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Back in the not-too-distant past, high school wrestling teams ended their dual meet season - whether it was in district and PIAA team championships or just non-league, end of the year duals - and the following weekend started the individual postseason trail with sectionals.

Not any more.

By the time Greencastle-Antrim and James Buchanan wrestlers hear the whistles at sectionals on Feb. 18, they will have been off 23 days since their last live action. For Waynesboro, it will have been 21 days, Chambersburg will have an 18-day gap and Shippensburg's will be 16 days.

Only the elite teams that have advanced to Giant Center for the PIAA Team Championships this week will be looking at a gap of a week or so.

Is this a good or bad thing? Most coaches, now that they have been able to experience that long break, believe it has far more positives than negatives.

Greencastle-Antrim first-year coach Drew Allshouse said, "We've had a good many injuries this year, so we took it easy that first week and tried to get everybody healthy. With three weeks between, there was no reason to push it that whole time."

"I think the biggest benefit is having time to heal a little bit," Chambersburg coach Matt Mentzer said. "We were a little beat up."

Coaches will use all the extra time in different ways, depending on what they think the team needs, but it is geared toward the individuals to get them ready for the tournament grind.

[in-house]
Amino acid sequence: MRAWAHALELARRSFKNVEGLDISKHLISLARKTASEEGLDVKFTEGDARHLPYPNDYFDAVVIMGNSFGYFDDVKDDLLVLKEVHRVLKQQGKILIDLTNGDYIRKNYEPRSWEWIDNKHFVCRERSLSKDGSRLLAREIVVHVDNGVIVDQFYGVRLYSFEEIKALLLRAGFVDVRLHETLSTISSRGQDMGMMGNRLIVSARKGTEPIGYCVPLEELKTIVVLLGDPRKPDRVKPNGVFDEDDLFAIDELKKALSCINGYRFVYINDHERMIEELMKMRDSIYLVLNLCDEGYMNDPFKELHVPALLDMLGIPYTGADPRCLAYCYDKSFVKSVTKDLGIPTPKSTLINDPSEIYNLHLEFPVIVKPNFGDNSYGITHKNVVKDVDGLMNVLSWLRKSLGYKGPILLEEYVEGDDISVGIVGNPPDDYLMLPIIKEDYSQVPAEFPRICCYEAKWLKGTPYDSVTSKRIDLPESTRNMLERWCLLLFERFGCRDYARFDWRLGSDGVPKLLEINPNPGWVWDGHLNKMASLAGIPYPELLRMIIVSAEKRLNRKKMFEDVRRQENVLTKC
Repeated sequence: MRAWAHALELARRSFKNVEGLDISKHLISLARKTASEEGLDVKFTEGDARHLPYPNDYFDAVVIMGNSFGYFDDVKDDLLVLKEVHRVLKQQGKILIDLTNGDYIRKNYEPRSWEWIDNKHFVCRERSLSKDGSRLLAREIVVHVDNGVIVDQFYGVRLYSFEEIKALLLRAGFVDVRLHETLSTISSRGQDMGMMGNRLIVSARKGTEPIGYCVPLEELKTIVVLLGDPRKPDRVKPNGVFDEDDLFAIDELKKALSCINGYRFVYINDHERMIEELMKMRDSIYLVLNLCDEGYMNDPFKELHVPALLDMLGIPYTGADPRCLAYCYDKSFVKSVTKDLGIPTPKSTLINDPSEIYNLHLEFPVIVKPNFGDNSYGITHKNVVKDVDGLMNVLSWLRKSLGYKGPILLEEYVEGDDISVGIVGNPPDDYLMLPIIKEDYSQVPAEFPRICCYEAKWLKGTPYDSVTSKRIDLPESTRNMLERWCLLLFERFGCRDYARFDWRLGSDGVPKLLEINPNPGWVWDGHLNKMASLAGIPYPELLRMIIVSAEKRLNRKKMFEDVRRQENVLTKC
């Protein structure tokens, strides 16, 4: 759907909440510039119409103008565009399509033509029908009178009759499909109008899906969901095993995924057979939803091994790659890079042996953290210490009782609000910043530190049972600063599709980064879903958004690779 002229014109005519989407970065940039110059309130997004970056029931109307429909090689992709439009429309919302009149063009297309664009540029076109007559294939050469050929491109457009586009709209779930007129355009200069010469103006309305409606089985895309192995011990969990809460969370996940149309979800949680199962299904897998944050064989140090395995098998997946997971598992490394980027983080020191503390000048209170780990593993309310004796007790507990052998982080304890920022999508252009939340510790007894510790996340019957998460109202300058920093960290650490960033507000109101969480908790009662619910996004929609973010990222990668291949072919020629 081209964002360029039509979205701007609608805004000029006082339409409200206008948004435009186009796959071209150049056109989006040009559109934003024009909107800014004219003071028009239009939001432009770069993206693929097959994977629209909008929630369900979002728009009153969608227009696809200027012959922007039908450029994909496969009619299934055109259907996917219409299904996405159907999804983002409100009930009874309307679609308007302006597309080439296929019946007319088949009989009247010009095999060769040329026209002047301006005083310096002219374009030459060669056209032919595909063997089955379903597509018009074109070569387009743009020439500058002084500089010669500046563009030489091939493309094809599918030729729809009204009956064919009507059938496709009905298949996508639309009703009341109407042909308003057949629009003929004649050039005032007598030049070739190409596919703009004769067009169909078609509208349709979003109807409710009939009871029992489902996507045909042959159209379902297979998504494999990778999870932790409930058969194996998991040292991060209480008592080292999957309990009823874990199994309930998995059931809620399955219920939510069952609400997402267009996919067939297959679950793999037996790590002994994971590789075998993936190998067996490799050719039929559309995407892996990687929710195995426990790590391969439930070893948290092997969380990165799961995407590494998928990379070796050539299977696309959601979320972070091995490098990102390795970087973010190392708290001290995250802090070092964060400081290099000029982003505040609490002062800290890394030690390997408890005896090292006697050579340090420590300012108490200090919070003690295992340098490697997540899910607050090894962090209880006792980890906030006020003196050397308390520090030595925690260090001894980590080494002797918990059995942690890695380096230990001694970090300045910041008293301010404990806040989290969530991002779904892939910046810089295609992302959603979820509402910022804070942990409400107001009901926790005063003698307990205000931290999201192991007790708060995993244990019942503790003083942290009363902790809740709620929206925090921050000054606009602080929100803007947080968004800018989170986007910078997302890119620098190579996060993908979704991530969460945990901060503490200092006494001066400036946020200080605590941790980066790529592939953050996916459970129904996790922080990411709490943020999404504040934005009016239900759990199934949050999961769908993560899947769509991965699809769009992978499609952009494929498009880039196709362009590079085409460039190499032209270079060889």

Waynesboro coach Dan Craig said, "We want to keep them fresh, so we have shorter practices, but they're more intense. We back off technique this point of the season and do a lot of teaching, conditioning and live wrestling. The coaches can go around the room and help different kids."

"We go back to how we work in the preseason," Mentzer said. "We do morning conditioning (a lot of running) and for the afternoon practice we work on technique rather than a lot of live wrestling. We give them a little more rest and hit them with the things they need to work on individually."

Greencastle has a young team and won't have any high seeds at sectionals, so Allshouse's approach is different.

"With where we're at, for us it's better this time of year to take a team approach, because a lot of our kids are at the same level," he said. "We're working on a lot of basics and little things, and we're teaching them moves we've seen this year. For example, we've seen a lot of teams using the 'claw' and we've had trouble with that, so we're learning how to defend that move.

"And for our better kids, we have volunteer coaches who can work with them one-on-one."

RETURNING CHAMPIONS: Four area wrestlers will be defending sectional championships when those tournaments happen on Feb. 18.

Those wrestlers include Chambersburg's Spencer Runshaw (113) and Drew Peck (182) and Shippensburg's Chandler Olson (126) and Cameron Tinner (220). Runshaw is now up to 126 and Tinner is at 285.

NEW FACES: Waynesboro, along with the other Franklin County schools, has competed in the Section I Tournament at Mechanicsburg for many years. This season, however, the Indians have been moved to the York-area Section IV at South Western.

Craig said, "We saw South Western, Central York and West York at our dual meet tournament, and we've seen New Oxford and Gettysburg at other tournaments. It's good and bad. We'll see some fresh faces, and there won't be any previous results against a lot of the guys, so that might help the mind set."

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